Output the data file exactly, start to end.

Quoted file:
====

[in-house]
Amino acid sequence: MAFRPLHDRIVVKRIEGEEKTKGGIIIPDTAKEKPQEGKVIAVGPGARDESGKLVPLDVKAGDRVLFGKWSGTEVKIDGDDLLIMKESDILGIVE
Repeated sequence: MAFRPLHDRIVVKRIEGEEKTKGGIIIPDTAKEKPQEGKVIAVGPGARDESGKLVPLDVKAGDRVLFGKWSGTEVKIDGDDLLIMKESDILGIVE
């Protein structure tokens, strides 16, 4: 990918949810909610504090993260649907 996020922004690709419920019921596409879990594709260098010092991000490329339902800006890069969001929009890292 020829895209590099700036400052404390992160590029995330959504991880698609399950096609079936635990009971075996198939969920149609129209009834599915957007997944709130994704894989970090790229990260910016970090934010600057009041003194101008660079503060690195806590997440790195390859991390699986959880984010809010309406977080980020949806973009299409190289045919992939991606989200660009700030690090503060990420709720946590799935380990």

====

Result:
[in-house]
Amino acid sequence: MAFRPLHDRIVVKRIEGEEKTKGGIIIPDTAKEKPQEGKVIAVGPGARDESGKLVPLDVKAGDRVLFGKWSGTEVKIDGDDLLIMKESDILGIVE
Repeated sequence: MAFRPLHDRIVVKRIEGEEKTKGGIIIPDTAKEKPQEGKVIAVGPGARDESGKLVPLDVKAGDRVLFGKWSGTEVKIDGDDLLIMKESDILGIVE
């Protein structure tokens, strides 16, 4: 990918949810909610504090993260649907 996020922004690709419920019921596409879990594709260098010092991000490329339902800006890069969001929009890292 020829895209590099700036400052404390992160590029995330959504991880698609399950096609079936635990009971075996198939969920149609129209009834599915957007997944709130994704894989970090790229990260910016970090934010600057009041003194101008660079503060690195806590997440790195390859991390699986959880984010809010309406977080980020949806973009299409190289045919992939991606989200660009700030690090503060990420709720946590799935380990």